... growing and hybridizing all kinds of plants in zone 6b Maryland since the 1980's.

Thursday, December 3, 2015

Rosa bracteata X (rugosa x palustris) "BH3"

Definitely NOT sterile, although it has very much reduced fertility compared to the three species that went into it. Most of the flowers drop without leaving any hips, but the velvety smooth hips that do form typically have from 1 to 4 seeds each. And they're a joy to work with compared to the prickly hips of two of its siblings. This is probably my favorite of the four siblings that I've kept all these years. It has the healthiest foliage and has also occasionally had a few scattered repeat blooms.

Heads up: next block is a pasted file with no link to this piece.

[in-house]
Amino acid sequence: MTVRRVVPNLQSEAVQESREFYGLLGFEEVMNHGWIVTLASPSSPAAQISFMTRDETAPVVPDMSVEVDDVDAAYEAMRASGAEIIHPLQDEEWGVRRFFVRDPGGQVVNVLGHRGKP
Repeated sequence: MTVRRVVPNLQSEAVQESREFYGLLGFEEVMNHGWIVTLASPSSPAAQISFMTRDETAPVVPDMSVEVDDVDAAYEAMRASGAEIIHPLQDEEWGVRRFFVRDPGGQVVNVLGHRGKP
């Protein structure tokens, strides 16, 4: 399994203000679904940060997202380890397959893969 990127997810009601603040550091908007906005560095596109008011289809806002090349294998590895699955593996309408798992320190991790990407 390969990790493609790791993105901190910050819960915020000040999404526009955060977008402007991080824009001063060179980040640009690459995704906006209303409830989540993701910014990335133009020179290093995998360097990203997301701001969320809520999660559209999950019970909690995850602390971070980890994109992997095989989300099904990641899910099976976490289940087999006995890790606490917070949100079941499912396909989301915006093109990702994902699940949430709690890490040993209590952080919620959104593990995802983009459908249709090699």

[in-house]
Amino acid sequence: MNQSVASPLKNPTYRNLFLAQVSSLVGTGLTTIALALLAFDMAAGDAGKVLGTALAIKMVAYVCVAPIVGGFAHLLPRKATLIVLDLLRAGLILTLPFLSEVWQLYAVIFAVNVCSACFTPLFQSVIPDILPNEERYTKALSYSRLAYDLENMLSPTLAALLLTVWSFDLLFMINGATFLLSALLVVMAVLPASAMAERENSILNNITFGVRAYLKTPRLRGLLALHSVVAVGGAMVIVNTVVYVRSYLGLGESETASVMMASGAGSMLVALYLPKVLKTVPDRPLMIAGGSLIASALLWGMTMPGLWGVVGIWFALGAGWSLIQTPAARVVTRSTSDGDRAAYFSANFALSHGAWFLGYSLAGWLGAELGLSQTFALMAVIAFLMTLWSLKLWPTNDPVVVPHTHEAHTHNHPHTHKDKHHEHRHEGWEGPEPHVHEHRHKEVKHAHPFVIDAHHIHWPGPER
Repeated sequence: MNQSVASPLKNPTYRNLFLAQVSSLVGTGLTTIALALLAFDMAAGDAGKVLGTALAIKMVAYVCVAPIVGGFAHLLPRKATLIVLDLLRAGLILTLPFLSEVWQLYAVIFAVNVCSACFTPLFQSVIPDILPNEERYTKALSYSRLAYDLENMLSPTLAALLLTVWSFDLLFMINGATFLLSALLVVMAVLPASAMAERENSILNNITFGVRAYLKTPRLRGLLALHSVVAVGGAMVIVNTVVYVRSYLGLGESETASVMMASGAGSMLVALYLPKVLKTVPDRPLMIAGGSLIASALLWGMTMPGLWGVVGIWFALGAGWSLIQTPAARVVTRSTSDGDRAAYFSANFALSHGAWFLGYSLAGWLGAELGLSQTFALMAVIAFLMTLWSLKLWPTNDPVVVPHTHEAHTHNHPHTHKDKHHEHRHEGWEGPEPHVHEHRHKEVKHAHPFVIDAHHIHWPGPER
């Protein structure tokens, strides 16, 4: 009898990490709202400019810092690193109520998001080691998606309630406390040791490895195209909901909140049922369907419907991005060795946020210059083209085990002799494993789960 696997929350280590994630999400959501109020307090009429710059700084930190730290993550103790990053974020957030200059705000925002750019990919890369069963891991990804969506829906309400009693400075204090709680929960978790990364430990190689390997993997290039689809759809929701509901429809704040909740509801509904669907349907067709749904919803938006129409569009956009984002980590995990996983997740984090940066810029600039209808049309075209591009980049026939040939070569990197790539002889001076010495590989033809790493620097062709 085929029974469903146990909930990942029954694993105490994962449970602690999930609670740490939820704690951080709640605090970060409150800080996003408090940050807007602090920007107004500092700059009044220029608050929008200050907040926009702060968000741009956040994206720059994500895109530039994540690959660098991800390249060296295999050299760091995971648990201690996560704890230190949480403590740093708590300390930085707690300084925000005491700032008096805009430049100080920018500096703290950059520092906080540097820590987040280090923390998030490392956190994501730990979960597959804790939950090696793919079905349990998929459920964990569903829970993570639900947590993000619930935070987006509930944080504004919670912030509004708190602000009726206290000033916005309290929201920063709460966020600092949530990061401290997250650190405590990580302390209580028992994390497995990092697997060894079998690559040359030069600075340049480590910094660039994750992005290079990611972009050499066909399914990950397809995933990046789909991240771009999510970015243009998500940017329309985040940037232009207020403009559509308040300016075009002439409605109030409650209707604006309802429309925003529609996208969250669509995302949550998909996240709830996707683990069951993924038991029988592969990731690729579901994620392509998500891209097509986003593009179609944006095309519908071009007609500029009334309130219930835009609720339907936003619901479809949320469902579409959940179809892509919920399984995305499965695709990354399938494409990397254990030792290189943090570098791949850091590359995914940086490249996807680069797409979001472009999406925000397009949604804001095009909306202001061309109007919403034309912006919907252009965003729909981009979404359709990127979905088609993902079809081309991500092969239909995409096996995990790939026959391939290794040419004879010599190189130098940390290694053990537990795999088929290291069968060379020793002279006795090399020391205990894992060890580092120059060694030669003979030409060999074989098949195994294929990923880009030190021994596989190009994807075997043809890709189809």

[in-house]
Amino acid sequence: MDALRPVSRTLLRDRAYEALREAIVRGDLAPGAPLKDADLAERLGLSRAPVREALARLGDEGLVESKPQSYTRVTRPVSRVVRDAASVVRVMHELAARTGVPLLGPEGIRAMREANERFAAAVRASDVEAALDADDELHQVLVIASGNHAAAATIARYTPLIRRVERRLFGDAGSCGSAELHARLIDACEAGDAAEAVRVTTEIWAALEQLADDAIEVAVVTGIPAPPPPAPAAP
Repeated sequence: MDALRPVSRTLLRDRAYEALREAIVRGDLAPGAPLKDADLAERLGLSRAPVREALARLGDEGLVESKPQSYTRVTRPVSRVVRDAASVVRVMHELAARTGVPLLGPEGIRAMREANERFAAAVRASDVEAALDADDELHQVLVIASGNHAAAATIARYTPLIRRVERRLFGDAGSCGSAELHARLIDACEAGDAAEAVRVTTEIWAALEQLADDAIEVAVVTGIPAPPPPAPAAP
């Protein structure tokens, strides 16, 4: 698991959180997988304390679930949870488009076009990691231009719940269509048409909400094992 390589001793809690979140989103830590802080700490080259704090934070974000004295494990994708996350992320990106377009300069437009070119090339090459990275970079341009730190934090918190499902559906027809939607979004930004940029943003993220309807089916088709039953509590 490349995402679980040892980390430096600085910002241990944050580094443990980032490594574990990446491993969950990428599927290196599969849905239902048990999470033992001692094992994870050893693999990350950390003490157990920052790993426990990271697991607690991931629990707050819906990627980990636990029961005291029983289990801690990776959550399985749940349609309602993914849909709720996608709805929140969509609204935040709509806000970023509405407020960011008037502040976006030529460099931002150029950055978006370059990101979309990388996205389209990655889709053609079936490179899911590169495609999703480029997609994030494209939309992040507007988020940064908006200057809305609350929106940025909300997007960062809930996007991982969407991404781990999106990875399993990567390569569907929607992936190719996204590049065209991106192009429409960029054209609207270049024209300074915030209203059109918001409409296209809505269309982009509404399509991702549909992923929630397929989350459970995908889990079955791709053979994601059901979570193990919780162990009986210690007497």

In addition to planting the seeds, I'm going to try to root some cuttings this year. If I can get it propagated, I might try some chromosome doubling experiments on it. With such reduced fertility, a doubled version should be relatively fertile.


  1. Sounds like fun, if you have the space!

  2. Definitely! :0)
    And space they do need! The shortest of the four BH's, is a six foot tall, ten foot wide mound. The other three (including this BH3) are sending up canes 10-12 ft high now.
    Maybe chromosome doubled version might be a little bit more thick and "stubbier" in habit???